A bail application for two U.S. men sentenced to eight years in prison in Iran for alleged espionage was in limbo Saturday, after it was signed by one judge, but a second judge failed to appear as expected, a lawyer told NBC News.
Shane Bauer's and Josh Fattal's lawyer said that he has not been able to put through the final arrangements for their bail due to the missing signature.
The lawyer said that he needed a second judge to sign the bail papers, NBC News reported.
It was unclear when or if the second judge would arrive at court.
Iran's foreign minister said Saturday that the courts are willing in "the near future" to commute the prison sentences for two Americans convicted of spying. The Americans' lawyer, meanwhile, was in court trying to arrange a $1 million bail-for-freedom deal.
Iran has sent mixed messages about the fate of the two men this week, with the country's president Mahmoud Ahmadinejad saying they would be released in a "couple of days" .
However on Wednesday, Iran's powerful judiciary clouded the case by saying it was still reviewing the bail provisions in a potentially embarrassing rejection of Ahmadinejad's remarks.
It then emerged that the Gulf state of Oman had sent a private plane to Tehran that could be used to transport the two men.
Strayed over borderBauer and Fattal, both 29, were detained along the Iran-Iraq border in July 2009 along with friend Sarah Shourd. They insist they were hikers who accidentally strayed over the border.
Shourd was released in September 2010 after payment of $500,000 bail.
Speaking earlier this week, defense attorney Masoud Shafiei, told The Associated Press he was moving ahead with the bail arrangements with Swiss Embassy officials, who represent U.S. interests in Iran because there are no diplomatic relations between the two countries. There were no details given on the source of the money.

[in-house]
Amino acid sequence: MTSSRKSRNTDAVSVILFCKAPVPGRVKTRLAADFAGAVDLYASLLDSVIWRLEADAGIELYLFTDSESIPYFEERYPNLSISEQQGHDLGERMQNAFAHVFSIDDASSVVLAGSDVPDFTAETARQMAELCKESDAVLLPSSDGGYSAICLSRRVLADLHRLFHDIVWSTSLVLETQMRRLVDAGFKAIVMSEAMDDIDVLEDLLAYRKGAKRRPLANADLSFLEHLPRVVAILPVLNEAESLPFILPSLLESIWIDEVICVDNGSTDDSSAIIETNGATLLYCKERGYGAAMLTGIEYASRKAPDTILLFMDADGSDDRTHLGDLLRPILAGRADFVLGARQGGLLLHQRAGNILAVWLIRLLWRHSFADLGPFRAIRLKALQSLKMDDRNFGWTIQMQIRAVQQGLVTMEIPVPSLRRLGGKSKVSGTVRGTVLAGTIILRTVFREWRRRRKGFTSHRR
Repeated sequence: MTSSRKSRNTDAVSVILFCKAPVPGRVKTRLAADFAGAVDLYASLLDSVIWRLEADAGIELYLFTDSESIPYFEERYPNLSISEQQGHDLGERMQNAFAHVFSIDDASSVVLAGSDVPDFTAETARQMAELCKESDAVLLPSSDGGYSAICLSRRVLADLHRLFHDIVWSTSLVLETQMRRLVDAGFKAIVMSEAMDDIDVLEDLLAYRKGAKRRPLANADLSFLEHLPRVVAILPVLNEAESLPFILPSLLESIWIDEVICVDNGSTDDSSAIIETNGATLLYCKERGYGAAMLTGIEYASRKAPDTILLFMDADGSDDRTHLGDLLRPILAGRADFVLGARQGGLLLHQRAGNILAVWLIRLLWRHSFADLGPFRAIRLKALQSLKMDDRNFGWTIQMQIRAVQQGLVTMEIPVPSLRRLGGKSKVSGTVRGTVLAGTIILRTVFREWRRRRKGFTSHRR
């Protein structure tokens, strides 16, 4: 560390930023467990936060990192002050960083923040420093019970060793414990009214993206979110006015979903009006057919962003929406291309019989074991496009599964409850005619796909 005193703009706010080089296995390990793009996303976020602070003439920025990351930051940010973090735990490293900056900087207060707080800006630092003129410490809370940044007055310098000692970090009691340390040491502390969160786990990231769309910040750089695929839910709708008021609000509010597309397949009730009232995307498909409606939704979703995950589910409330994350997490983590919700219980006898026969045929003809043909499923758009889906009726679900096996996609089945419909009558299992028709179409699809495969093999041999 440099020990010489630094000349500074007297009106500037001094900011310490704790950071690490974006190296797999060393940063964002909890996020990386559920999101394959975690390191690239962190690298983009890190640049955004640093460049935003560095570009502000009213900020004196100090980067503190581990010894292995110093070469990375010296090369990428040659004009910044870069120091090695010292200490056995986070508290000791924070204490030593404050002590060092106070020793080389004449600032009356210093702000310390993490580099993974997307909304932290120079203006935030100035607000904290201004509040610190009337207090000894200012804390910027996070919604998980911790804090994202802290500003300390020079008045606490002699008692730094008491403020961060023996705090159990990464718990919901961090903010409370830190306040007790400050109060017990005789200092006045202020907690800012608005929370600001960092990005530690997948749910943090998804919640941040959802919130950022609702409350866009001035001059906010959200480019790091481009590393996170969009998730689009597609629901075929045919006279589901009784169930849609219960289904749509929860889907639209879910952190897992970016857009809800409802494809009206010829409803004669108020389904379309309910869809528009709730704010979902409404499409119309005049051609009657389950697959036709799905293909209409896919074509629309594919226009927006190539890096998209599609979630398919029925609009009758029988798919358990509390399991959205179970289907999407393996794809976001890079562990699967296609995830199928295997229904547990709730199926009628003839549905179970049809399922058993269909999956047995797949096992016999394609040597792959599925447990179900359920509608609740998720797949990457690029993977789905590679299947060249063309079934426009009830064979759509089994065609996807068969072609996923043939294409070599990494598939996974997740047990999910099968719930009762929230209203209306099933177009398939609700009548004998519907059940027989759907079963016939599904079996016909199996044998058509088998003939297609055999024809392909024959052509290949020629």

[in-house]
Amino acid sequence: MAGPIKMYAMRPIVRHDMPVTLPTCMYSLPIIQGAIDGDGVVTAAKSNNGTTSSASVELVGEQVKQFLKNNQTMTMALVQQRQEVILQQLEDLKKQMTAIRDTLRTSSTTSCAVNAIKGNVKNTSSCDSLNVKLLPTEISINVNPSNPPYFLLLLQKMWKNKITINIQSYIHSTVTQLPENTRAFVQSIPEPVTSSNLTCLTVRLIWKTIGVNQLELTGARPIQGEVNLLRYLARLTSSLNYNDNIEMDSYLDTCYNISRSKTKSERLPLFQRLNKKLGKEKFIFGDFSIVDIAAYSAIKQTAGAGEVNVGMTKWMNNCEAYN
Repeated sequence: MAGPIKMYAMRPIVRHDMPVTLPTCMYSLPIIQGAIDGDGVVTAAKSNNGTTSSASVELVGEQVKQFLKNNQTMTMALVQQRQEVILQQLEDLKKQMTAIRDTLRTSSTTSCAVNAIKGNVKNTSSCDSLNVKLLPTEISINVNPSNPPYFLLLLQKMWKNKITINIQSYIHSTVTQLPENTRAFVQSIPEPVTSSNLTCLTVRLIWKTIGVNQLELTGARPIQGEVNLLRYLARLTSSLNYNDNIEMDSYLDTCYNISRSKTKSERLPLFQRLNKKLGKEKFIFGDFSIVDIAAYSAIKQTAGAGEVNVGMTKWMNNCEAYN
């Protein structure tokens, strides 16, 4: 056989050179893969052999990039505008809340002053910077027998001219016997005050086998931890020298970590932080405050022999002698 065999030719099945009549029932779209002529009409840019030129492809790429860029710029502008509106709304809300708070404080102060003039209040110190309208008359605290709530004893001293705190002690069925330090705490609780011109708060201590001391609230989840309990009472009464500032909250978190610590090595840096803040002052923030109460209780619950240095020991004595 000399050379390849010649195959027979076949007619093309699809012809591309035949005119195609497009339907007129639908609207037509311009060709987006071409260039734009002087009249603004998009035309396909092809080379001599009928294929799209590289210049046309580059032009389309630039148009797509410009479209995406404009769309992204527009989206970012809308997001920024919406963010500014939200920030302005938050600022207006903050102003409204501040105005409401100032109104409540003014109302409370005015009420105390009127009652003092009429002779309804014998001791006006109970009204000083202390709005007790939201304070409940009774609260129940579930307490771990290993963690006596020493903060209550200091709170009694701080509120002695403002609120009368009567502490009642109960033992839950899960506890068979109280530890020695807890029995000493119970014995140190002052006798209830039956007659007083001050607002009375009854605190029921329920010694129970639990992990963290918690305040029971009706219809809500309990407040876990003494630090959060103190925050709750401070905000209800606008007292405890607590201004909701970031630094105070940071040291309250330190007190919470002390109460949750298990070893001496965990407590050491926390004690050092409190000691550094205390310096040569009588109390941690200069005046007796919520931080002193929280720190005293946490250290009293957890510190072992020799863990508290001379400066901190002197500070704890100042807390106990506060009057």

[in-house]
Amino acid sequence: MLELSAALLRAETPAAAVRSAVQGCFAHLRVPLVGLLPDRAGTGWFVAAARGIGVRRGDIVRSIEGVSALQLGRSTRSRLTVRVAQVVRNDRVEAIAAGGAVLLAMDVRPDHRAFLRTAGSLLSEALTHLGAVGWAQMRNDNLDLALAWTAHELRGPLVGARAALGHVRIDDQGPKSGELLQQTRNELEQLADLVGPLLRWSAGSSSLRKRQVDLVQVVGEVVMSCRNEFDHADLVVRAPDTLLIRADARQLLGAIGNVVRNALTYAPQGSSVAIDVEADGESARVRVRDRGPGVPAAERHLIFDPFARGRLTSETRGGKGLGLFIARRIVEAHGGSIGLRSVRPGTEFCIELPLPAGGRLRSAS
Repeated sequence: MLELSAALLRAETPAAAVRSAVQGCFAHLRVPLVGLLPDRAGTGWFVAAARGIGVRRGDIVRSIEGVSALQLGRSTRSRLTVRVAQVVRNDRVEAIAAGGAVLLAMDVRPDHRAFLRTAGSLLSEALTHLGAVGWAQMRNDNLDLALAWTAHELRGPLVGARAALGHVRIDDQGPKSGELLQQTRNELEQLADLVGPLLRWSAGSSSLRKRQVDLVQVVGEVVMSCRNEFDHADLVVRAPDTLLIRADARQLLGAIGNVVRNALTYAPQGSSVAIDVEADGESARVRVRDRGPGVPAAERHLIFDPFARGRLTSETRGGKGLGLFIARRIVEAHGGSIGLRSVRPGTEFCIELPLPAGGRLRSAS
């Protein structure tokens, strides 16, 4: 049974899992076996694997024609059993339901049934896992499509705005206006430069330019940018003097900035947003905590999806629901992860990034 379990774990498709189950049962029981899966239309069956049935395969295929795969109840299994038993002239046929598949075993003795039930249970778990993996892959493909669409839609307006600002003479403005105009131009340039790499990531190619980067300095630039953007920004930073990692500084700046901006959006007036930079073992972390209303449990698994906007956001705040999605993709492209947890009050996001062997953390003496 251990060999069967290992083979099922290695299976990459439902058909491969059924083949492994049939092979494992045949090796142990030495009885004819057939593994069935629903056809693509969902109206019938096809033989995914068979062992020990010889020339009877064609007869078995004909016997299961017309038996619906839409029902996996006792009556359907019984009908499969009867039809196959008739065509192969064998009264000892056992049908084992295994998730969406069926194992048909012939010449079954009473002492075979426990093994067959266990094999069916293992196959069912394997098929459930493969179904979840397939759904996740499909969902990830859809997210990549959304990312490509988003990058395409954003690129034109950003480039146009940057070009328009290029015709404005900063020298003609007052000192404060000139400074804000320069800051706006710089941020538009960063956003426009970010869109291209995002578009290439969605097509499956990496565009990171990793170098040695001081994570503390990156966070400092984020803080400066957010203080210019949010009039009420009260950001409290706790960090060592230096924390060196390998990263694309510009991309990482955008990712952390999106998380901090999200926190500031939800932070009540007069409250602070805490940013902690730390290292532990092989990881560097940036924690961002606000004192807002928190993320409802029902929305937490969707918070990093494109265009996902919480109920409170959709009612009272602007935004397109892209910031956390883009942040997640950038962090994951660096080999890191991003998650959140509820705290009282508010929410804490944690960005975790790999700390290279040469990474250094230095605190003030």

"I have informed both the hikers' families and the Swiss embassy, which represents the U.S. interests and as soon as the bail is prepared, we will deposit and God willing, they will be released," he said.
Iraq President Jalal Talibani helped negotiate the Americans' possible release when he was in Iran last week, according to Iraq's embassy in Iran, which also told NBC News it got involved at the request of the Americans' families. Talibani met with Ahmadinejad during his visit.
Iraqi Foreign Minister Hoshyar Zebari told The Associated Press Friday that his country's leaders have urged Iran to release the Americans on humanitarian grounds.
"Recent statements by the Iranian president give us reason to be optimistic," Zebari said in a telephone interview. "Everybody is now waiting for the next Iranian move to put an end to this issue."
Bauer and Fattal were sentenced last month to three years each for illegal entry into Iran and five years each for spying for the United States. They have denied the charges and appealed the verdicts. Shourd's case remains open.
Shourd is living in Oakland, California; Bauer, a freelance journalist, grew up in Onamia, Minnesota; and Fattal, an environmental activist, is from suburban Philadelphia. Bauer proposed marriage to Shroud while in prison.
The last direct contact family members had with Bauer and Fattal was in May 2010 when their mothers were permitted a short visit in Tehran.
The possible release of the two Americans would remove one point of tension between Iran and the United States, but suspicions still exist on both sides and no thaw is in sight.
Washington and European allies worry Iran is using its civilian nuclear program as cover to develop atomic weapons and have urged for even stronger sanctions to pressure Tehran. Iran denies any efforts to make nuclear weapons.
Iran, meanwhile, is deeply concerned about the U.S. military on its borders in Iraq and Afghanistan, and sharply denounces U.S. influence in the Middle East.
Fattal's and Bauer's case closely parallels that of freelance journalist Roxana Saberi, an Iranian-American who convicted of spying before being released in May 2009.
Saberi was sentenced to eight years in prison, but an appeals court reduced that to a two-year suspended sentence and let her return to the U.S.
At the time, a spokesman for the Iranian judiciary said the court ordered the reduction as a gesture of "Islamic mercy" because Saberi had cooperated with authorities and expressed regret.
In May 2009, a French academic, Clotilde Reiss, also was freed after her 10-year sentence on espionage-related charges was commuted.
Last year, Iran freed an Iranian-American businessman, Reza Taghavi, who was held for 29 months for alleged links to a bombing in the southern city of Shiraz, which killed 14 people. Taghavi denied any role in the attack.